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Interview: Mike Sanders of Quicksilver Audio

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Mike Sanders, founder/chief engineer of Quicksilver Audio, has been in the audio industry since the 1981. Quicksilver Audio participated in the recent California Audio Show, partnering with the Sierra Nevada Audio Society, Bernhagen-Porter speakers, Syncopation (dealer, Stockton) and Genesis Advanced Technologies.

Known for his reclusiveness, Mike’s public appearance was anticipated by many of his loyal customers and I took the opportunity to interview him.

 

Q1: What do you think is the reason people like most about your amplifiers?

A: I think it is our reputation. People buy our products with the confidence that any problems that arise will be taken care of and that the product they buy will last a lifetime.

 

Q2: Do you have a competition that you admire the most, and why?

A: I have always liked Airtight because they seem to have a commitment to quality just like we do. Their products look very nice and are well made.

 

Q3: Suppose you were to begin donning your creations with extravagant exteriors, which will include the hiring of an industrial designer and outsourcing metal work, to what extent will that affect the costs of your products?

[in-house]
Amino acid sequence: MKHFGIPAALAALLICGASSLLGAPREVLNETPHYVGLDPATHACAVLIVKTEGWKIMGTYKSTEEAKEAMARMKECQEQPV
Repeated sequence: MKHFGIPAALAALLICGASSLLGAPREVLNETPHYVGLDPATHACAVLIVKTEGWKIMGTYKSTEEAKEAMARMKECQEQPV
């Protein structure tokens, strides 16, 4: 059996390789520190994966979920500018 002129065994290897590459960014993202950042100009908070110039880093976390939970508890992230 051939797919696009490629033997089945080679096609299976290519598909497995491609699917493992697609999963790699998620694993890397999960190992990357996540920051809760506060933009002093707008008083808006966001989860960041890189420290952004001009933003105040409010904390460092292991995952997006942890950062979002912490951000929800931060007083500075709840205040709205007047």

A: It would increase the prices quite a bit and I am sure we would sell more products, but I think our customers would rather buy a great sounding product at a very reasonable price.

 

Q4: How do you decide which tube to use for your most affordable design?

A: The tube has to be reliable, affordable and sound good. The EL84 is such a tube.

 

Q5: What do you think are the factors that drive people towards using tube amplification?

A: Most people want the best sound they can get and tubes bring you closer to the music, so even though there is a higher cost and more maintenance the end result is worth it to them.

 

Q6: What is the biggest misconception about tube amplification held by the naysayers?

A: I think the biggest misconception is that tubes can’t drive low impedances but transistor amps can. Actually, the reverse is true since tubes are transformer coupled and can drive any impedance the transformer is designed for. Transistors are coupled directly to the speaker and one pair of output devices can’t drive a low impedance so many devices must be paralleled which doesn’t sound good.

 

Q7: How have your designs changed throughout the decades?

A: No, my designs really haven’t changed much as there really isn’t anything new in tube technology. In the 50s tube technology was pretty well perfected and a lot can be learned by looking at the designs from the 50s.

Quicksilver Audio

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